Farnum weighs in on his opinion for the top security issue of 2006. Drum roll please... it's identity theft. That is certainly up there, but given our favorite Vet's status as one of the potentially compromised in the VA fiasco, I can see where he's coming from. And yes, I agree that we'll see a lot more identity theft in 2007. The goal of the CSO in 2007 thus is to not be one of those having to notify customers about your inability to keep their data safe. Easier said than done and what's required is certainly more detailed than I can discuss in a TDI snippet. But let's not be confused about what our key imperatives are, and protecting private data is pretty high on that list.
Link to this
Talking the talk and walking the walk
A blogger friend pointed me to this post on Oracle's security blog about why their configurations diverge from the best practices espoused by the CIS (Center for Information Security). It would be really funny, if it wasn't so sad and dangerous. Oracle makes a big deal out of their security, but time and time again it's proven to be weak and ineffective. I doubt it's a technology thing, it seems to be a philosophy thing. The main point of this post is to come up with an excuse for why weaker security defaults are OK. It's because stronger one's will break applications!!! WHAT? Then change the damn applications! But don't wonder why time and time again I hear from hackers that the first thing they do when they compromise the perimeter is head right for the Oracle database. By following this kind of "advice" - your applications will work, but make sure you budget some funds to send out millions of letters apologizing to your customers as to why their private information is posted on a bulletin board in Latvia.
Link to this
Even the auditors don't get it
Andy ITGuy tells a pretty funny story about what happened when his auditors came to visit. I'm sure in most of the environments they go to, they just plug in to any old jack and go. But Andy shows good preventative measures by making sure non-occupied jacks are dead. He even forces the finance group to call him to ask for access, which again is exactly the right thing to do. If only to prove a point. But it just goes to show that even the auditors are more about convenience than security.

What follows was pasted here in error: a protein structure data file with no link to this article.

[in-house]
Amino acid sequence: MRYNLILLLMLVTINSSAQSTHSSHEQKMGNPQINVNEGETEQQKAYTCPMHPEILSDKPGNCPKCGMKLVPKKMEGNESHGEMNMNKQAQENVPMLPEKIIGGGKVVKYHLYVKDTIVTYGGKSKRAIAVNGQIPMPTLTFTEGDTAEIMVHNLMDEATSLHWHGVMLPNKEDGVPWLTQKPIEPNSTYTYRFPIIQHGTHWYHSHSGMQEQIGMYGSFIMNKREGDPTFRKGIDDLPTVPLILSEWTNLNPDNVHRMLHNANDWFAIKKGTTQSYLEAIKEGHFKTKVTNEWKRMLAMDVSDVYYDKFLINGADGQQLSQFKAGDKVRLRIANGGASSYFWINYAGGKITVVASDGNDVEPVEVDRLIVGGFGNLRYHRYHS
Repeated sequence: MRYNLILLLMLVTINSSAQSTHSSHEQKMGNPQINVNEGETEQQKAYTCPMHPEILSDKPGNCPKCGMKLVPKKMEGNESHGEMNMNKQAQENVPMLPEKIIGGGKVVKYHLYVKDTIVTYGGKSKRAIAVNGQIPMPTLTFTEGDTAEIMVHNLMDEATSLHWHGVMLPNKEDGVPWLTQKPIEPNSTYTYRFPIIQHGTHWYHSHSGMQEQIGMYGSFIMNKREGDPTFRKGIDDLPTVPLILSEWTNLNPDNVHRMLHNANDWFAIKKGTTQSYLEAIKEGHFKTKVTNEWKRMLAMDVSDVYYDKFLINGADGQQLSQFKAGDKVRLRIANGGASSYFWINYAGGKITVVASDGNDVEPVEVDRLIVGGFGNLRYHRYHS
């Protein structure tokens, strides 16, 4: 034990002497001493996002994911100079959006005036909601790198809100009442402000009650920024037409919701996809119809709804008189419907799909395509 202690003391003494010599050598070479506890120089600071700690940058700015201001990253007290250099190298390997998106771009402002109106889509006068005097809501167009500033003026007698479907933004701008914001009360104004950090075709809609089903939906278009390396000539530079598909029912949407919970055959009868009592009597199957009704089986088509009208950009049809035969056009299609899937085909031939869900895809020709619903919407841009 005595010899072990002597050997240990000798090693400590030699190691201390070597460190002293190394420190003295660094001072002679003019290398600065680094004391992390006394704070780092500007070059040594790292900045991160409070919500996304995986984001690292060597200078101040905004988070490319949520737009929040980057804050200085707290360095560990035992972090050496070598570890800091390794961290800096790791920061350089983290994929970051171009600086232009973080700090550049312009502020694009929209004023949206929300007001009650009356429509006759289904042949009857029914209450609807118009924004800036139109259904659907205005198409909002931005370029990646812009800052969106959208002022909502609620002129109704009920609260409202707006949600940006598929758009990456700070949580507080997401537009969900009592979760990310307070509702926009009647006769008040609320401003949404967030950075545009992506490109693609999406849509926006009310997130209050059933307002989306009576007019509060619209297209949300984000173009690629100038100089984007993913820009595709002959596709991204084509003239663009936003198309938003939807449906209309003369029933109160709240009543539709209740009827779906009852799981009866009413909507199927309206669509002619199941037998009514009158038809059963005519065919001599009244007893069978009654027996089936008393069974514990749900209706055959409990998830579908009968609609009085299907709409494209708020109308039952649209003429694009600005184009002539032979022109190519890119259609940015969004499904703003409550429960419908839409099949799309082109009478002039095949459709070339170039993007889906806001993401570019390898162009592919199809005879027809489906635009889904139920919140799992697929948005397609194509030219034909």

Link to this
100,000,000 is the loneliest number
ONE HUNDRED MILLION data breach victims. Wow! That is a fracking big number. Alex Hutton points that out in this post and provides some other perspectives on how to more effectively detect and respond to a potential identity breach because statistically it's going to happen to you. That's why I monitor my bank accounts and credit cards DAILY. That's why I subscribe to a service (called LifeLock) to fight my battles if something does happen and I'm compromised (I don't have time for that). As Alex says, preventing the problem is out of my control, but I can tell you that if it does happen, I'll know about it quickly and I'll be ready to take decisive action to make things right.
Link to this
Read the most recent Daily Incite